Pallavas Essay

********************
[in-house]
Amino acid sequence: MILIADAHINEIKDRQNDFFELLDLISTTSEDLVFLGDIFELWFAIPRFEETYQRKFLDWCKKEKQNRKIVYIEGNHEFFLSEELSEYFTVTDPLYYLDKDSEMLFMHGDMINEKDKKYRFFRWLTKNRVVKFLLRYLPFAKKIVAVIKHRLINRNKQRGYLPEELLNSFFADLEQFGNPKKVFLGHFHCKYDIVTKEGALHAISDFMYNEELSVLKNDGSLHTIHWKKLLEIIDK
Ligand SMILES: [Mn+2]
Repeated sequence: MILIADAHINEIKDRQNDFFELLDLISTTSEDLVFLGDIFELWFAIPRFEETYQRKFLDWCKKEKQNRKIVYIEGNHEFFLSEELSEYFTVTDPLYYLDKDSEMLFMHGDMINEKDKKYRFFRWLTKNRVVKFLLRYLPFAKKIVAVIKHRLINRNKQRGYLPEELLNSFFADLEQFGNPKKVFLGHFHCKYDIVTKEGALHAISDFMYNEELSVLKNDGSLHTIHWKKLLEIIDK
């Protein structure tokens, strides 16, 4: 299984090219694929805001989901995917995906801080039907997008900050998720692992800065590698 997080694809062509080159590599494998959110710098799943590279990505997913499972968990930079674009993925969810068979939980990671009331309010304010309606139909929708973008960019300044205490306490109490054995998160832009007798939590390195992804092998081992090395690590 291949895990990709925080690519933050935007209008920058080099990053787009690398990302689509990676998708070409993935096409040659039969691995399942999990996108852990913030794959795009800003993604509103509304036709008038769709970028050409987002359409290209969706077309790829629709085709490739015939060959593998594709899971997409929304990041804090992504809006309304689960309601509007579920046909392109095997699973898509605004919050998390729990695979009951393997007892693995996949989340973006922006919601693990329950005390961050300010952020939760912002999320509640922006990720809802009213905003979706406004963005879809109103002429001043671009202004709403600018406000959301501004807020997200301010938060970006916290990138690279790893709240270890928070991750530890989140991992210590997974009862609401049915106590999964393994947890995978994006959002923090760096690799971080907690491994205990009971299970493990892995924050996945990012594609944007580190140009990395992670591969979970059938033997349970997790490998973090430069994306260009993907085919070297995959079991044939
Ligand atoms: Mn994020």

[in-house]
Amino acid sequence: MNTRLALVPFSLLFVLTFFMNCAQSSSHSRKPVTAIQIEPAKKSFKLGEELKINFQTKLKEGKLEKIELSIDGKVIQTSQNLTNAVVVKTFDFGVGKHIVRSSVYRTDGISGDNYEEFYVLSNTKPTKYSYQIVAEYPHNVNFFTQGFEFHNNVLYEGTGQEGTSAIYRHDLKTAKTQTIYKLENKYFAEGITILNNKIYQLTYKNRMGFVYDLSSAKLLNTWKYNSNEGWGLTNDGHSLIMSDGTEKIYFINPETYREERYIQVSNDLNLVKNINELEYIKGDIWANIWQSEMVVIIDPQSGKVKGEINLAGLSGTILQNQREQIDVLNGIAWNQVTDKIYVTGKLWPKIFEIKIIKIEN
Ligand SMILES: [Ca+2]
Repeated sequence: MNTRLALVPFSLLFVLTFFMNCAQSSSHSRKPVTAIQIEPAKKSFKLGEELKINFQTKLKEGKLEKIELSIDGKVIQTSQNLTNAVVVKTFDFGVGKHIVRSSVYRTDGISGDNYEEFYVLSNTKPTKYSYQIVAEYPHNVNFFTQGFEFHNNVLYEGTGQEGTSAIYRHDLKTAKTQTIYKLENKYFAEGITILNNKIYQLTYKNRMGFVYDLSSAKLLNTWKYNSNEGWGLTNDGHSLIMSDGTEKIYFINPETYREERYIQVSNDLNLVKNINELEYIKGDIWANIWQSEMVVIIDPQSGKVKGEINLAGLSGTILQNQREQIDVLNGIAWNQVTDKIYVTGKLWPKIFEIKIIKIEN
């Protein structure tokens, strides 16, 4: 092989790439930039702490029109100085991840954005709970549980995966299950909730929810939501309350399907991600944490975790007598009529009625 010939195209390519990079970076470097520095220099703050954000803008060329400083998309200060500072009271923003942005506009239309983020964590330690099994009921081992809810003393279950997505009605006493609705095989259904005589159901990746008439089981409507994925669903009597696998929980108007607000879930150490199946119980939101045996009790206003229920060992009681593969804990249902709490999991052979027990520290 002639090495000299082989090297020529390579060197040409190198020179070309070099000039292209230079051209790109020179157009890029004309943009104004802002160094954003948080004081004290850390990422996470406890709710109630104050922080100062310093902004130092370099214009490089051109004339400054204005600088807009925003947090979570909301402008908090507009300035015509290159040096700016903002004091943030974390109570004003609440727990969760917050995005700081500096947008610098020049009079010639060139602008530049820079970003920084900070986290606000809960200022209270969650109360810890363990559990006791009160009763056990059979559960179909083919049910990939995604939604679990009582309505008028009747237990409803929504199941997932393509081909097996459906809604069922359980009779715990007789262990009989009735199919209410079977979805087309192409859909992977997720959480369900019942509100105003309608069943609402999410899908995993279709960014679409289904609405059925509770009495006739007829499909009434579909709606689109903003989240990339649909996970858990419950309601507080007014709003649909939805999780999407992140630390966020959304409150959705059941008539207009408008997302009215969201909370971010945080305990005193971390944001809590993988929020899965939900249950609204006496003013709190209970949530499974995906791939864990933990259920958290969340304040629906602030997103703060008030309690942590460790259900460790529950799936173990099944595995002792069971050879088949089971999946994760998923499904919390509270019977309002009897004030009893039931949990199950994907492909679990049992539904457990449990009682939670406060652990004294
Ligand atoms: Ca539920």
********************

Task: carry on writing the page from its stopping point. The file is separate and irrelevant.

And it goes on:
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PALLAVAS Introduction to Pallavas Chalukyas etc. The history of the region south of the Vindhyas between 300 and 750 A.D. constitutes a water-shed. After the collapse of the Satavahanas, Ikshvakus rose to power in the Krishna-Guntur region. They were supplanted by the pallavas. In northern Maharashtra and Vidharba the Satavahanas were succeeded by the Vakatakas. They in turn, were followed by the Chalukyas of Badami. After two centuries they were overthrown by their feudatories, the Rashtrakutas in 757 A.D. During the period review, the region south of the Vindhyas witnessed the march of Brahmanism. In early stages, extensive Buddhist monuments came into existence. A little later Jainism came to prevail in Karnataka. And the peninsula, as a whole saw the emergence of a stone temple for Shiva and Vishnu in Tamilnadu under the Pallavas, and in Karnataka under the chalukyas of Badami. In a way, south India ceased to be the land of megaliths in early 4th century A.D. Along with religion, the language of the rulers and the literate class witnessed a transformation. From about 400 A.D. Sanskrit became the official language of the peninsula. The history of the pallavas illustrate three characteristics the L.C.Ms. of Indian history till the 17th century: wars with neighboring States, controversial nature of historical material, and royal patronage of literature and arts. ORIGIN Very little reliable information on the origin of the Pallavas is available. They appear to have intruded into the south. Katyayana (fourth century B.C.) mentions the Pandyas and the Cholas, but not the Pallavas, Ashoka (third century B.C.) refers to the Cholas, the Pandyas and Keralas, but not the Pallavas. The Pallavas were a branch of the Pahleves of Parthians is the opinion of some scholars, like father Heras; but there is no positive evidence for the Phalava migration into the south.

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